Three youths suspected in first “price tag” case to reach indictment exonerated

Wednesday , November 13, 2013 16:11 In September 2011 three youths were detained in the Shiloh Bloc region on suspicion of planning a “price tag” attack after they were stopped while walking on the road between two hilltops one hundred meters from a vehicle – not even theirs – in which there were bottles of gasoline. This was the first “price tag” case in which an indictment was filed against the suspects. On Monday, November 11, 2013 at the completion of a prolonged legal battle the three youths were completely exonerated, over two years after they were first detained. (See here and here for posts on the detention.)
The exoneration constitutes a harsh blow to the Attorney General’s office, which filed the indictment, and to the police: both regarded the case as one of their “flagship” cases. The National Unit of Serious and International Crime Investigations had declared the apprehension of the youth “an accomplishment”.
On the morning of Wednesday, November 13 one of the released youths responded, “For over two years our lives have been a nightmare: they kept us in remand under severe conditions and falsely accused us of serious crimes. If we had not had a religious appearance and the police and the Attorney General’s office had not been so eager to achieve ‘accomplishments’ at the expense of tarnishing the reputation of an entire population, we would not have gone through such a difficult, tortuous legal battle over something we never did.”
The three youths were detained in September 2011 when inflammable material, gasoline, was found in a vehicle – not even theirs – one hundred meters from where they were walking between two hilltops. This and the tools they were carrying were perceived by the police as grounds for being suspected of being on their way to commit a “price tag” attack. The youths claimed that they were renovating a structure close to the site at which they were detained. Their alibi received more legitimacy when the soldiers who had detained them testified that at the time of their detention that the three youths called by name a local resident who was able to verify their alibi. Also from listening in on their conversations it became clear that the youth had work contacts with local residents concerning renovations on a structure near the site.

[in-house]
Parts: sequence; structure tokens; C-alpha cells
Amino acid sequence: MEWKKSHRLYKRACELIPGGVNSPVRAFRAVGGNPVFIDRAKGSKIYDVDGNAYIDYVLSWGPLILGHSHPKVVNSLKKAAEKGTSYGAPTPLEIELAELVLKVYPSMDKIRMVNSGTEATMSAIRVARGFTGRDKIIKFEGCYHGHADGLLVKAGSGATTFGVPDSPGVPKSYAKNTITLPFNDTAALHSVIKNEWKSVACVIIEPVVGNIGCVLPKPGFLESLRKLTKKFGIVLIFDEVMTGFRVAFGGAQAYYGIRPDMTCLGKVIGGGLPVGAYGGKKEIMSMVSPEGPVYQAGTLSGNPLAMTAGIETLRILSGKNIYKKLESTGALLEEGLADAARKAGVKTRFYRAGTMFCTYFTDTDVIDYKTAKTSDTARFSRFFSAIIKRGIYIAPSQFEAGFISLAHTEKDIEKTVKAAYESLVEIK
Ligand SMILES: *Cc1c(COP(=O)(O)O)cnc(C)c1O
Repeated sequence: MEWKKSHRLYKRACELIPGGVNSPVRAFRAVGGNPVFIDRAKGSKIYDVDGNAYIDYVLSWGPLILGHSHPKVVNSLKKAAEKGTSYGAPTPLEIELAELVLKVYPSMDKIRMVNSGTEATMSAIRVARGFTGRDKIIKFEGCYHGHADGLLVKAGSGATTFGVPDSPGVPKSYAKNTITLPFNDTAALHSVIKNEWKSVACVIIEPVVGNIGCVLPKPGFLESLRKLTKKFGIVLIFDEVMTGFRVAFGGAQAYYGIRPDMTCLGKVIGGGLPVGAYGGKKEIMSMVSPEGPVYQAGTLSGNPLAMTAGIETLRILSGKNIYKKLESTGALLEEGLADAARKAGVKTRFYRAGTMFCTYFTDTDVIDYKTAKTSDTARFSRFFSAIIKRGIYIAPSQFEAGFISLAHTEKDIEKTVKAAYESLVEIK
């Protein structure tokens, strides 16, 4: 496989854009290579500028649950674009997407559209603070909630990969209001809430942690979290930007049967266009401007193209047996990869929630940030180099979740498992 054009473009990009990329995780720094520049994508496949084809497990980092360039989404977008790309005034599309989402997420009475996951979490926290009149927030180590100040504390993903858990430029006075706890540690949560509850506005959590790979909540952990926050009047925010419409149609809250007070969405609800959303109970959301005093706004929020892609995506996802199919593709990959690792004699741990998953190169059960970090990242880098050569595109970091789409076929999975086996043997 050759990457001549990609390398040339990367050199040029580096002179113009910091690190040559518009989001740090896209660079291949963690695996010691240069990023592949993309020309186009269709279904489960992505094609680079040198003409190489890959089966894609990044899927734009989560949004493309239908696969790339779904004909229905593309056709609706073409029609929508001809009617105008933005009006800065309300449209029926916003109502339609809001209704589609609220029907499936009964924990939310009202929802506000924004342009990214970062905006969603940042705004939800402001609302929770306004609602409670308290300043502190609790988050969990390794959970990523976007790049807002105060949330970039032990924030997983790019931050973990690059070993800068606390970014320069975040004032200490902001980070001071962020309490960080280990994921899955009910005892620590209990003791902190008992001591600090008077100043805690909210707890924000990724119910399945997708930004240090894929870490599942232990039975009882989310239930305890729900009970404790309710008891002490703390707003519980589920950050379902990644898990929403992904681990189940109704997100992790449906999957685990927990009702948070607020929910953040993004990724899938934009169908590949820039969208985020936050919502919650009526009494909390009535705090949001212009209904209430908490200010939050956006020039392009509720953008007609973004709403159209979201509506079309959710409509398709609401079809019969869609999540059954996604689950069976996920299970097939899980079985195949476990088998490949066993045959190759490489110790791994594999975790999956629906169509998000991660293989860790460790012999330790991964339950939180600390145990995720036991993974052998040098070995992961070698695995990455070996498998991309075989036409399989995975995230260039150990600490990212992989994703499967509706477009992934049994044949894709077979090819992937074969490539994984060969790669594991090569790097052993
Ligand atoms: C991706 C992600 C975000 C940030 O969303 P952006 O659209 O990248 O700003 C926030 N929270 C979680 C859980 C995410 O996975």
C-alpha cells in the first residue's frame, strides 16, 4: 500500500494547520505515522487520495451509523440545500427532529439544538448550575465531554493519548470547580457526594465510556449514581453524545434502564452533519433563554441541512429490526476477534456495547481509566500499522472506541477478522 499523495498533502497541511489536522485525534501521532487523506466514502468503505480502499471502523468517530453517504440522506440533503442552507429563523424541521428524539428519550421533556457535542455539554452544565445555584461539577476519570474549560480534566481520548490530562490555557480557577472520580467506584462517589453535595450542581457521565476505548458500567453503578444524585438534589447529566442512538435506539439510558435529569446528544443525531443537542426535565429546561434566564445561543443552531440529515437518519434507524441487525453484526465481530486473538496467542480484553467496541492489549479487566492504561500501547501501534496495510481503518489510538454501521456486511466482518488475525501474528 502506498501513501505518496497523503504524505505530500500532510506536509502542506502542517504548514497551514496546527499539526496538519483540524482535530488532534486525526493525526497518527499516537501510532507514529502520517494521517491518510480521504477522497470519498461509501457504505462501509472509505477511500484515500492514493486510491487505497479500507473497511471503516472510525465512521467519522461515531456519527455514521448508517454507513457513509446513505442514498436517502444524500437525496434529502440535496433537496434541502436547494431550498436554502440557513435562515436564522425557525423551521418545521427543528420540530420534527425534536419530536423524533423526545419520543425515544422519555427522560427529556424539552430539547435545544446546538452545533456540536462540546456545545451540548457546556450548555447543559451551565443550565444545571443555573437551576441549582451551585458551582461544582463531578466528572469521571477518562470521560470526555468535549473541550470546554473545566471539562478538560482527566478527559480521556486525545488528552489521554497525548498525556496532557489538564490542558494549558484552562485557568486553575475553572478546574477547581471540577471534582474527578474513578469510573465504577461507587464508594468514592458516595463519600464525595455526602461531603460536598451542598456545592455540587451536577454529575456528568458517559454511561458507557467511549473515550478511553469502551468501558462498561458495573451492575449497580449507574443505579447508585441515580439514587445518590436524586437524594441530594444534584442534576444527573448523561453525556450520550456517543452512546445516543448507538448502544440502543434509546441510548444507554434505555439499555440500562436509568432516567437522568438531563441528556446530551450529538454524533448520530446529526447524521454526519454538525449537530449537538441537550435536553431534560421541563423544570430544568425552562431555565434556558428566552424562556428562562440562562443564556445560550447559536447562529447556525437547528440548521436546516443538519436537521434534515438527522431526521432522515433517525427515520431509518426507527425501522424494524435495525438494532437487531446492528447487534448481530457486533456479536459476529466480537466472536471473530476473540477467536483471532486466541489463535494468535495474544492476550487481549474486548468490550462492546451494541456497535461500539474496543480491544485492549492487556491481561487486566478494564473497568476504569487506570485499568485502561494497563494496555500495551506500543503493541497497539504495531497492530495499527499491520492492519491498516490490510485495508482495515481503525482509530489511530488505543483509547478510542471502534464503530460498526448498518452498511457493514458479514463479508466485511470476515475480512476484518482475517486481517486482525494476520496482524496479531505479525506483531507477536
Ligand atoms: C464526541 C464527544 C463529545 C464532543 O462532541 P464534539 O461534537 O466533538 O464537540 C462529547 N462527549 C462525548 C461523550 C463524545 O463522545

Representing the youths as public defenders were attorneys Eitan Lehman, Michael Ironi and Moriah Sasson. Honenu advised and assisted with handling the case.
Attorney Michael Ironi said today (Wednesday , November 13) that, “It is a shame that the Attorney General’s office chose to conduct a trial against the defendants. From the beginning of the case the evidence seemed weak and circumstantial. The suffering caused to the defendants is also regrettable.”
Honenu attorney Rehavia Piltz, who assisted in handling the case, stated that, “Even from the beginning it was obvious that much ado was being made out of nothing and now the court has confirmed. It is unfortunate that in the process leading to their exoneration the rights of innocent youths were severely injured over a long period of time.”

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